Tinetti score interpretation
The balance section consists of 9 items whilst the gait section consists of 8 items.
Each of these items has answer choices that are weighted on an ordinal scale from 0 to 1 or 2.
This depends on the severity of the impairment that is observed, where 0 is most severe and 2 indicates the ability to perform said tasks independently.
The balance section scores range between 0 and 16 whilst the gait section scores are between 0 and 12.
Therefore the maximum attainable score in the Tinetti balance test is 28.
The guideline is that the higher the score, the higher the degree of functional independence in the patient.
The following table introduces the three score categories and their interpretation:
|Tinetti score||Fall risk interpretation|
|Below 19||High fall risk|
|19 - 23||Moderate fall risk|
|24 and above||Low fall risk|
About the study
The original study was conducted in 1986 by Mary Tinetti in 1986 and involved a cohort of seventy-nine elderly patients admitted to three intermediate care facilities. From these, twenty-five became recurrent fallers.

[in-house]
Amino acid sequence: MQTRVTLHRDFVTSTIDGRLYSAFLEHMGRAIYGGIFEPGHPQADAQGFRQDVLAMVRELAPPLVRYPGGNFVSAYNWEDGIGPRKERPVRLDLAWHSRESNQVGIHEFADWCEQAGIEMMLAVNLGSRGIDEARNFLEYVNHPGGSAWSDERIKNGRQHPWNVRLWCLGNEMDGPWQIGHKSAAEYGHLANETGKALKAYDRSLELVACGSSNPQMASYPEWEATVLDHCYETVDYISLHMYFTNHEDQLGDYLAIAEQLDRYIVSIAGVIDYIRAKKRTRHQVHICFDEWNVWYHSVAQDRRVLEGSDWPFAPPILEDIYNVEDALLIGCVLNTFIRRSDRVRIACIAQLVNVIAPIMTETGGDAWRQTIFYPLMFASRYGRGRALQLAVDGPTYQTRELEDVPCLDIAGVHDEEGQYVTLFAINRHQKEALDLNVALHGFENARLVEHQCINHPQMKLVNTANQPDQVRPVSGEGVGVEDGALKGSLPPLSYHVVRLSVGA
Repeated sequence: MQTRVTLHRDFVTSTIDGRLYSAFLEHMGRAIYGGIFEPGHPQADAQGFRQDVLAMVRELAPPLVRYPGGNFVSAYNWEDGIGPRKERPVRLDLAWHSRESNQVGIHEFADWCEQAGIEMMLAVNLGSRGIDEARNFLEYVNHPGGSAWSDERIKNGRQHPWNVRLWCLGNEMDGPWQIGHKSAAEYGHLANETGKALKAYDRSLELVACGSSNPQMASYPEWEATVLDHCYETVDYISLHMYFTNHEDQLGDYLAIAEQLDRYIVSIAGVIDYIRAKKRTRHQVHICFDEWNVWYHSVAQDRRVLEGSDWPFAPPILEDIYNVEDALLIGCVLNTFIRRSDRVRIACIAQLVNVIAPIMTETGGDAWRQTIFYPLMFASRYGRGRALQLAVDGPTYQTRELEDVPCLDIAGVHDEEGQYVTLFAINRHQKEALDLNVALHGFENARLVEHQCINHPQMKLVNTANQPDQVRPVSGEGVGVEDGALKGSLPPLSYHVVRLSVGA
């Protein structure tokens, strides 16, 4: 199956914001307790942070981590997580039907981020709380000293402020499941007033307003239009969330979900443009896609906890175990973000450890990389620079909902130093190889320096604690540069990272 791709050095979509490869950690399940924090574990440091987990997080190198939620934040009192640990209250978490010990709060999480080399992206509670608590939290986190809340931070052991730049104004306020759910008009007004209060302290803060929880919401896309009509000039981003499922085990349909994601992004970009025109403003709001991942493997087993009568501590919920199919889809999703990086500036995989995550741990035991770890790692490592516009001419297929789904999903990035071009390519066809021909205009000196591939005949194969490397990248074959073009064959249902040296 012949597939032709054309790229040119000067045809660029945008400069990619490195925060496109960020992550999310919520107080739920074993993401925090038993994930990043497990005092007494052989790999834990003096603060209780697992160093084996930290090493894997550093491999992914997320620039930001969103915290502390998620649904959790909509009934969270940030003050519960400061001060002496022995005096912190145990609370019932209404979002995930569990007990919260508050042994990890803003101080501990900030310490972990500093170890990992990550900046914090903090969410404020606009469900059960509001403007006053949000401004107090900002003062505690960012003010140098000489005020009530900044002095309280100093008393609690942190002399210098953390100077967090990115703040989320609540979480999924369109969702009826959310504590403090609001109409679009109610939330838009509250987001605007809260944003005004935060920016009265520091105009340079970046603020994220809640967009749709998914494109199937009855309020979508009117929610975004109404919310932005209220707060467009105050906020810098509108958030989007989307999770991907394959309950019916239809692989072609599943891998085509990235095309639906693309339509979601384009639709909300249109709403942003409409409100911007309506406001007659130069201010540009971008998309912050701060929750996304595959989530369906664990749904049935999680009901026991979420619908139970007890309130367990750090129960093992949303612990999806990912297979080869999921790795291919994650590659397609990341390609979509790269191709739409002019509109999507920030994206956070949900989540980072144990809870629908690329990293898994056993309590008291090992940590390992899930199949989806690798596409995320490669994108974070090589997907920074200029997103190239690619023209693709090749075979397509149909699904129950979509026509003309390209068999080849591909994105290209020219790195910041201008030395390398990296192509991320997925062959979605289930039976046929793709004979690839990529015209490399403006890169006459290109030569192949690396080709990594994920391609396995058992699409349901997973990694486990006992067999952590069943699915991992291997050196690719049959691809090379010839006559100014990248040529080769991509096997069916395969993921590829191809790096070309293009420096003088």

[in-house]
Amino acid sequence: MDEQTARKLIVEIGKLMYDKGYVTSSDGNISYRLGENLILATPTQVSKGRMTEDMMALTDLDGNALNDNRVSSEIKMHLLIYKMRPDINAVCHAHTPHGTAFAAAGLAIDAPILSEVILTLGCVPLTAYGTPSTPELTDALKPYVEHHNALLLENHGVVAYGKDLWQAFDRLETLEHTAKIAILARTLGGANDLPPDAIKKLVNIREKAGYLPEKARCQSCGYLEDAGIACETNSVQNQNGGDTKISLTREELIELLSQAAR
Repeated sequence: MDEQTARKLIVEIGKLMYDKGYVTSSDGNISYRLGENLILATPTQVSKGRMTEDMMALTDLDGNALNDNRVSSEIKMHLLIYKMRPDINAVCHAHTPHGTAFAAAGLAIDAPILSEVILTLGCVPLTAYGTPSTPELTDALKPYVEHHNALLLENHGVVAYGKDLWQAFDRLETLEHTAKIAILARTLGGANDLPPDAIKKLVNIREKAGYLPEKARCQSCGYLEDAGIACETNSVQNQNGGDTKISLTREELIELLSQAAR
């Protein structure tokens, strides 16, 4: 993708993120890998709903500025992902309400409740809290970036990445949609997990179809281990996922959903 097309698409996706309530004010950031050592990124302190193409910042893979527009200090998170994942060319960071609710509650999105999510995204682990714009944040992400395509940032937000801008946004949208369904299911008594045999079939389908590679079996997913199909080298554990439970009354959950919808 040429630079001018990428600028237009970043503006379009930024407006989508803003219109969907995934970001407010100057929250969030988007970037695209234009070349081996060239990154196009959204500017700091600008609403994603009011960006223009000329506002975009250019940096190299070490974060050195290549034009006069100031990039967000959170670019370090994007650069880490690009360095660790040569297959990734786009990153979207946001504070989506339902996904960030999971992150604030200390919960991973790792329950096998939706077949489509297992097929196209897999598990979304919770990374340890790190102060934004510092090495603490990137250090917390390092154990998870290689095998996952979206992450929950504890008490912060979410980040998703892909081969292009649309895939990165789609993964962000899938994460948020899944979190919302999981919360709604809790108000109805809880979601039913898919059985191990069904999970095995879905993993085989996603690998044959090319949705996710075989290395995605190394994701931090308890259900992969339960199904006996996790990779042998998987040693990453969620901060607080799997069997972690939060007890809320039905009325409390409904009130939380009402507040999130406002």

Each subject’s fall risk score was the number of index factors present during evaluation, where the more risk factors, the higher the fall risk.
The test has proven better test-retest and discriminative validity than the Up and Go test (TUG) and is known as a dynamic assessment of mobility.
Tinetti ME, Williams TF, Mayewski R. Fall risk index for elderly patients based on number of chronic disabilities. Am J Med. 1986; 80(3):429-34.
1. Lin MR, Hwang HF, Hu MH, Wu HD, Wang YW, Huang FC. Psychometric comparisons of the timed up and go, one-leg stand, functional reach, and Tinetti balance measures in community-dwelling older people. J Am Geriatr Soc. 2004; 52(8):1343-8.
2. Mancini M, Horak FB. The relevance of clinical balance assessment tools to differentiate balance deficits. Eur J Phys Rehabil Med. 2010; 46(2): 239–248.
No. Of Items: 17
Year Of Study: 1986
Published On: April 3, 2017 · 10:08 AM
Last Checked: April 3, 2017
Next Review: April 3, 2023